In recent years, Russian cinematography has overwhelmed the international film scene with the raw energy and innovative ability of its film industry. From art house films and independent docu-films to mainstream blockbusters, beautifully shot contemporary masterpieces provide spectacular glimpses into the condition of the modern Russian state and the essence of its culture. Increasingly it has become clear that Russian filmmaking is an outstanding force not to be reckoned with – we profile 10 essential films you need to watch.
Burnt by the Sun (1994)
Nikita Mikhalkov directed this film, in he which also stars as Red Army officer Sergei Kotov, the head of an elite family during Stalinist Russia. Burnt by the Sun opens on the revolutionary’s idyll in the countryside where he General is spending a lazy summer with his young family, far from the terrifying struggles and purges of the period. Unsurprisingly, the film received an Academy Award for Best Foreign Language Film in 1994.
With close links to the American gangster genre, Brother is Russia’s answer to crime film. Largely considered to be a breakthrough in Russian cinematography, the film exposes the cruel reality of the nation following the fall of the Soviet Union and the lawlessness of the underground criminal movements gripping the vast country. For an insight into the damp and gritty reality of St. Petersburg’s underworld, this is a must-see.
The Barber of Siberia (1998)
Screened at the 1999 Cannes Film Festival, The Barber of Siberia is a co-production of award-winning director Nikita Mikhalkov and Michel Seydoux. Set against a backdrop of Tsarist Russia, the story follows a flashback of an American woman’s travels to Moscow. Ultimately, this is a great costume drama about the tragedy of romance and the determination of the human condition in spite of individual transgressions and the ferocity of the surrounding Siberian landscape.
Russian Ark (2002)
Russian Ark is Alexander Sokurov’s most ambitious project to date. Filmed exclusively in St. Petersburg’s Winter Palace, the historical drama succeeds in condensing three centuries of history into a single, uninterrupted 96-minute shot. Combining the experience of a museum tour, an insight into Russian history and the richness of the nation’s performing arts, Russian Ark is an extraordinary cinematic achievement.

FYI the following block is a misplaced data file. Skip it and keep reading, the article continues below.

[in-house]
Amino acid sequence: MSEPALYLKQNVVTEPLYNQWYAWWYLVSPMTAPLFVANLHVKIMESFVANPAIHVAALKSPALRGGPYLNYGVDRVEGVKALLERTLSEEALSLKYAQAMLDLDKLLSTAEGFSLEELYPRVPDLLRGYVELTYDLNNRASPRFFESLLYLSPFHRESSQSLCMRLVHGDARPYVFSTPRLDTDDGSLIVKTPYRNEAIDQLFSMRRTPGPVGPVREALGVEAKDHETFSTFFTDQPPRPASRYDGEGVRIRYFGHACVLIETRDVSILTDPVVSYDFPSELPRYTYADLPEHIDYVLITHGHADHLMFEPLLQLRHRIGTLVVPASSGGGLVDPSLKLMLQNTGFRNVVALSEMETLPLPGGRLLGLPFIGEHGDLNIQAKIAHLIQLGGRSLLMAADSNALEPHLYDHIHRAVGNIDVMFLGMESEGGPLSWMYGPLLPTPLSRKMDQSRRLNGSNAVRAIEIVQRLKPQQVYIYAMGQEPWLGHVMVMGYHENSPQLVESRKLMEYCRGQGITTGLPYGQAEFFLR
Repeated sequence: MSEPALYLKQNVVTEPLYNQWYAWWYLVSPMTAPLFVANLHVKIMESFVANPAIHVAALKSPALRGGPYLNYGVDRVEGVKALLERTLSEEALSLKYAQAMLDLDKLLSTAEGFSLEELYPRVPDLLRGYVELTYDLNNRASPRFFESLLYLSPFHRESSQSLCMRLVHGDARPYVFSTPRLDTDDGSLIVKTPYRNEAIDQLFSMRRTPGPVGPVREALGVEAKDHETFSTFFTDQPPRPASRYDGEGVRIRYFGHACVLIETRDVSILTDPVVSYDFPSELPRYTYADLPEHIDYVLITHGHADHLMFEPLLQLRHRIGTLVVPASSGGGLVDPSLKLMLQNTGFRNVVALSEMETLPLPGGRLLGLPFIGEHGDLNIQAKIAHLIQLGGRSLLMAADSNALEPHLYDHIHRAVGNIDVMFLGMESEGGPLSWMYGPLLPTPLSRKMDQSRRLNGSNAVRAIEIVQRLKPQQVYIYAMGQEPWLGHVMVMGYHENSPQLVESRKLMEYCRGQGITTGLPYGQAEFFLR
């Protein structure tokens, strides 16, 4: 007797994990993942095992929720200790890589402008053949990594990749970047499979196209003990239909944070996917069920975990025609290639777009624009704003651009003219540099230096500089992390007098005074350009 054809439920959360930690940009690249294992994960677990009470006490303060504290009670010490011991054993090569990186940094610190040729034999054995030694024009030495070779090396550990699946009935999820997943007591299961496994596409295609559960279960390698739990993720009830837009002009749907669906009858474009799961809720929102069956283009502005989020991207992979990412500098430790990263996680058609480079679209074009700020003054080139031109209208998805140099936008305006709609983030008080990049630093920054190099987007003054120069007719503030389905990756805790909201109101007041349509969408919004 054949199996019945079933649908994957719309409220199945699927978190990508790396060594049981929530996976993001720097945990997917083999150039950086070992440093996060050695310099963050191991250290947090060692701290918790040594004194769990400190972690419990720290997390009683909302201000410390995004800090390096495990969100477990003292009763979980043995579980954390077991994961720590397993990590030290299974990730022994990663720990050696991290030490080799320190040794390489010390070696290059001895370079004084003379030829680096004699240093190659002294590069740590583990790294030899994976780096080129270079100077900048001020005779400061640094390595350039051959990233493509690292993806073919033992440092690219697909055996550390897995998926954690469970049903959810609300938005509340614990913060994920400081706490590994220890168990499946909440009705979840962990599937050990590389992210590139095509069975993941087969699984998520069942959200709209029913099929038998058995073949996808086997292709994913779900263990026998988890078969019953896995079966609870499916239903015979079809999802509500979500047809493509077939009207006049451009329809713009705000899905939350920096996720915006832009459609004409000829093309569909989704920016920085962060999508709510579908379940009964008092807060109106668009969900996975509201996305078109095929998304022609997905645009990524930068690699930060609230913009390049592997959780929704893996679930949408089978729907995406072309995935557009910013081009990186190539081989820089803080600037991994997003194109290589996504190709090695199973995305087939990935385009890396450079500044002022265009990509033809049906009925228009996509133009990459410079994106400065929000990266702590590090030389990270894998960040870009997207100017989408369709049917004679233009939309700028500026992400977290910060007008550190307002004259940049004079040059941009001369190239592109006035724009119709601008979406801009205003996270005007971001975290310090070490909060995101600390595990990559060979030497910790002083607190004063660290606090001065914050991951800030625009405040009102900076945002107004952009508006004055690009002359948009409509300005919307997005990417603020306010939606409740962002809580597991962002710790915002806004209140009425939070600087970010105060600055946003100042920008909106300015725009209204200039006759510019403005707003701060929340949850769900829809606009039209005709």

The Return (2003)
In the remote wilderness of contemporary Russia, two young brothers set out on a journey with their father. For years, the boys only knew him from a single photograph in the possession of their mother and when he resurfaces after an absence of 12 years, together they embark on a fishing trip with disastrous consequences. Deeply unsettling and captivating in equal measure, this psychological thriller is modern Russian cinematography by Andrey Zvyagintsev at its best.
Night Watch (2004)
A fantasy thriller set in modern day Moscow, Night Watch explores the boundaries of darkness and light to a backdrop of astonishing CGI visuals. Timur Bekmambetov’s horror feature is set in the city’s backstreets, abandoned warehouses and gritty subway stations, in which vampires, changelings and urban heroes all come alive. Ultimately, the viewing experience will ensure that audiences will remain on the edge of their seats as they try to make sense of the jigsaw puzzle unfolding before their eyes.
The Island (2006)
The Island closed the 2006 Venice Film Festival with its spectacular portrayal of a small Russian Orthodox monastery in the depths of rural Northern Russia on the shores of the White Sea. This masterpiece humbly focuses on Father Anatoly’s spiritual development and profiles his bizarre conduct, which both frightens those around him but also sparks the belief that he has the power to heal and foretell the future.
How I Ended This Summer (2010)
How I Ended This Summer focuses on a polar station on a desolate island in the Arctic Ocean where a young intern named Pavel is spending his summer alongside Sergei, a grumpy professional meteorologist. One of the most intriguing films of the past two decades, Alexei Popogrebsky’s movie was rightly nominated for a Golden Bear at the 60th Berlin International Film Festival.
Hard to Be a God (2013)
Alexei German’s science fiction film Hard to Be a God premiered posthumously at the 2013 Rome Film Festival and depicts a medieval nation in outer space. A project that has been in the making for over 30 years, this is a film like no other – visually dense and thematically brutal, this legendary picture fully showcases German’s unique method of storytelling. The feature brings up questions of universal hierarchy and the essential dilemma: what would you do in God’s place?
The Postman’s White Nights (2014)
A film by Andrei Konchalovsky, The Postman’s White Nights is one of the most memorable films of 2014. Set in an isolated village in the far north of the country, the feature provides a glimpse into the harsh reality of those living so cut off from the mainstream of 21st-century Russia. One of the most ephemeral additions to Russia’s modern film scene, Konchalovsky’s feature is most definitely worth your attention.
Andrey Zvyagintsev’s 2014 film Leviathan received both critical and popular acclaim, winning the Best Foreign Language Film at the Golden Globes and earning an Academy Award nomination for Best Foreign Language Film.